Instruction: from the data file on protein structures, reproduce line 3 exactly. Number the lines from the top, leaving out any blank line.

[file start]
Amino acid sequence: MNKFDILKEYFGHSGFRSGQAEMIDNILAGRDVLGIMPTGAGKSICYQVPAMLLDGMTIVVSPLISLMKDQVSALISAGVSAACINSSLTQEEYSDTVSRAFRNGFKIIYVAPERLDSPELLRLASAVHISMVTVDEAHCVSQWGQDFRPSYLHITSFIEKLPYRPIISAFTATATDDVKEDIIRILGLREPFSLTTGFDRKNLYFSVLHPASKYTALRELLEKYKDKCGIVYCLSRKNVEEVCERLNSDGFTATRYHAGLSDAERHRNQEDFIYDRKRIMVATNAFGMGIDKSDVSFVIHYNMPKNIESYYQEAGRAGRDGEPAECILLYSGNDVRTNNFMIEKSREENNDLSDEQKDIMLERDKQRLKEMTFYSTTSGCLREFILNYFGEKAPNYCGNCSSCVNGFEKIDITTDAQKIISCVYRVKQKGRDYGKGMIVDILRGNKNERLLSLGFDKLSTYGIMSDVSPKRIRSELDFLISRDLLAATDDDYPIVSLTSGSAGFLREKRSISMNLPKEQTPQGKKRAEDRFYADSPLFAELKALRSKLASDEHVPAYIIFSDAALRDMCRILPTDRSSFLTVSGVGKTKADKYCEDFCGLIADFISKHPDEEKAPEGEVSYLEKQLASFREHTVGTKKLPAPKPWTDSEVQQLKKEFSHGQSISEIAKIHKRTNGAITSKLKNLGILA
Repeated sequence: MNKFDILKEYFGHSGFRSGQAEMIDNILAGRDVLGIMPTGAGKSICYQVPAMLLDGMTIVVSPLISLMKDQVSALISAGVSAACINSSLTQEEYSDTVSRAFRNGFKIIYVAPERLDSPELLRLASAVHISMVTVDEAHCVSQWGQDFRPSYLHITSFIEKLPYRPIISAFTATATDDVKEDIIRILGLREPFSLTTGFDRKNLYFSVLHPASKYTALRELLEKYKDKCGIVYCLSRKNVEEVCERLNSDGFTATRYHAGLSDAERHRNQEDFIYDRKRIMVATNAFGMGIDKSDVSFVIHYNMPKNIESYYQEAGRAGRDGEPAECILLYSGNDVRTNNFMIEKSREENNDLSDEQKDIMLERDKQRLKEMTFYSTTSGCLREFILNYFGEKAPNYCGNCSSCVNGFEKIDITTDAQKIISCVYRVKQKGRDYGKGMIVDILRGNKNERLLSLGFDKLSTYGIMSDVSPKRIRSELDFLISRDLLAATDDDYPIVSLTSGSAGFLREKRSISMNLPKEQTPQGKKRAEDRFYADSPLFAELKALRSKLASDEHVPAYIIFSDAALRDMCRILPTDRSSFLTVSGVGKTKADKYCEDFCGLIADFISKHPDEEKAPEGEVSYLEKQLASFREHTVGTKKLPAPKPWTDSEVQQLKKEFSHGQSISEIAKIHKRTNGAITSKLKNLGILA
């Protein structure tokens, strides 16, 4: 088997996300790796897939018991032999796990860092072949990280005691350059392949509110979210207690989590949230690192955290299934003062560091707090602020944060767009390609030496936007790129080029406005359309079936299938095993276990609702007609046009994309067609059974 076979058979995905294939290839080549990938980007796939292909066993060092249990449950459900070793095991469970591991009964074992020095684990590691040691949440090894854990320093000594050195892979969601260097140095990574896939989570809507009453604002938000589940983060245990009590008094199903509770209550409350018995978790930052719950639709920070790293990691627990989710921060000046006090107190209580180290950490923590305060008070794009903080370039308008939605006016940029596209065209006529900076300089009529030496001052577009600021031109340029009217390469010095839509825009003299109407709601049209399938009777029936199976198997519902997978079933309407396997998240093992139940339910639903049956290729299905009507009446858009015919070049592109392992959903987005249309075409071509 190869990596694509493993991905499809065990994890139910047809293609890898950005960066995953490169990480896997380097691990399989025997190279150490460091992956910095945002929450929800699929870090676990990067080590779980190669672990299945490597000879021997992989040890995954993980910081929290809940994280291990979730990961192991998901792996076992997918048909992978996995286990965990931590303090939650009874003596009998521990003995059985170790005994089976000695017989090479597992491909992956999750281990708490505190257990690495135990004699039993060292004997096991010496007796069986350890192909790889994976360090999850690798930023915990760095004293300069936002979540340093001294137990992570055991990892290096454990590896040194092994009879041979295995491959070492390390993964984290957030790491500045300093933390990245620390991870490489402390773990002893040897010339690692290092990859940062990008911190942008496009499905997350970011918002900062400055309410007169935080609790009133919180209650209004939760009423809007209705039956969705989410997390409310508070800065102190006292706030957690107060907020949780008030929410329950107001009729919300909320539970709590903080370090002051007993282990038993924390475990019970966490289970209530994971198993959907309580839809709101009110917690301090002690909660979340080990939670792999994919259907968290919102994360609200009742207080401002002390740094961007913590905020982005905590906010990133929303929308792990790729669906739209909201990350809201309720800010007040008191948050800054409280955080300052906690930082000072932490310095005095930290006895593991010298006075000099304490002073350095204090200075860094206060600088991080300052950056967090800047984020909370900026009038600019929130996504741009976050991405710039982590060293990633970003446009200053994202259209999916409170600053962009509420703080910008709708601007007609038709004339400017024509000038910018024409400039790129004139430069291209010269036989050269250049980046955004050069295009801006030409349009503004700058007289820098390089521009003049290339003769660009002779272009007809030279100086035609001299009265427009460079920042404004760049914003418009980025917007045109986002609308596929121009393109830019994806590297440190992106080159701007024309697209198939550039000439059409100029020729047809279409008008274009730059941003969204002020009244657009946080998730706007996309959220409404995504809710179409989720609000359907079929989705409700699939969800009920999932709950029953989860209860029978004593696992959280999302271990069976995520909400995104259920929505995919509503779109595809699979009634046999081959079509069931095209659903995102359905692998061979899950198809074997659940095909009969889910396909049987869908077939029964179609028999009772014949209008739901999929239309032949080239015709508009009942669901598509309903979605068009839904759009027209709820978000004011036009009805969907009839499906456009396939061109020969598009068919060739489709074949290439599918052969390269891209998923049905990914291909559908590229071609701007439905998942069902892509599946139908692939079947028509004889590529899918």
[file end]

């Protein structure tokens, strides 16, 4: 088997996300790796897939018991032999796990860092072949990280005691350059392949509110979210207690989590949230690192955290299934003062560091707090602020944060767009390609030496936007790129080029406005359309079936299938095993276990609702007609046009994309067609059974 076979058979995905294939290839080549990938980007796939292909066993060092249990449950459900070793095991469970591991009964074992020095684990590691040691949440090894854990320093000594050195892979969601260097140095990574896939989570809507009453604002938000589940983060245990009590008094199903509770209550409350018995978790930052719950639709920070790293990691627990989710921060000046006090107190209580180290950490923590305060008070794009903080370039308008939605006016940029596209065209006529900076300089009529030496001052577009600021031109340029009217390469010095839509825009003299109407709601049209399938009777029936199976198997519902997978079933309407396997998240093992139940339910639903049956290729299905009507009446858009015919070049592109392992959903987005249309075409071509 190869990596694509493993991905499809065990994890139910047809293609890898950005960066995953490169990480896997380097691990399989025997190279150490460091992956910095945002929450929800699929870090676990990067080590779980190669672990299945490597000879021997992989040890995954993980910081929290809940994280291990979730990961192991998901792996076992997918048909992978996995286990965990931590303090939650009874003596009998521990003995059985170790005994089976000695017989090479597992491909992956999750281990708490505190257990690495135990004699039993060292004997096991010496007796069986350890192909790889994976360090999850690798930023915990760095004293300069936002979540340093001294137990992570055991990892290096454990590896040194092994009879041979295995491959070492390390993964984290957030790491500045300093933390990245620390991870490489402390773990002893040897010339690692290092990859940062990008911190942008496009499905997350970011918002900062400055309410007169935080609790009133919180209650209004939760009423809007209705039956969705989410997390409310508070800065102190006292706030957690107060907020949780008030929410329950107001009729919300909320539970709590903080370090002051007993282990038993924390475990019970966490289970209530994971198993959907309580839809709101009110917690301090002690909660979340080990939670792999994919259907968290919102994360609200009742207080401002002390740094961007913590905020982005905590906010990133929303929308792990790729669906739209909201990350809201309720800010007040008191948050800054409280955080300052906690930082000072932490310095005095930290006895593991010298006075000099304490002073350095204090200075860094206060600088991080300052950056967090800047984020909370900026009038600019929130996504741009976050991405710039982590060293990633970003446009200053994202259209999916409170600053962009509420703080910008709708601007007609038709004339400017024509000038910018024409400039790129004139430069291209010269036989050269250049980046955004050069295009801006030409349009503004700058007289820098390089521009003049290339003769660009002779272009007809030279100086035609001299009265427009460079920042404004760049914003418009980025917007045109986002609308596929121009393109830019994806590297440190992106080159701007024309697209198939550039000439059409100029020729047809279409008008274009730059941003969204002020009244657009946080998730706007996309959220409404995504809710179409989720609000359907079929989705409700699939969800009920999932709950029953989860209860029978004593696992959280999302271990069976995520909400995104259920929505995919509503779109595809699979009634046999081959079509069931095209659903995102359905692998061979899950198809074997659940095909009969889910396909049987869908077939029964179609028999009772014949209008739901999929239309032949080239015709508009009942669901598509309903979605068009839904759009027209709820978000004011036009009805969907009839499906456009396939061109020969598009068919060739489709074949290439599918052969390269891209998923049905990914291909559908590229071609701007439905998942069902892509599946139908692939079947028509004889590529899918």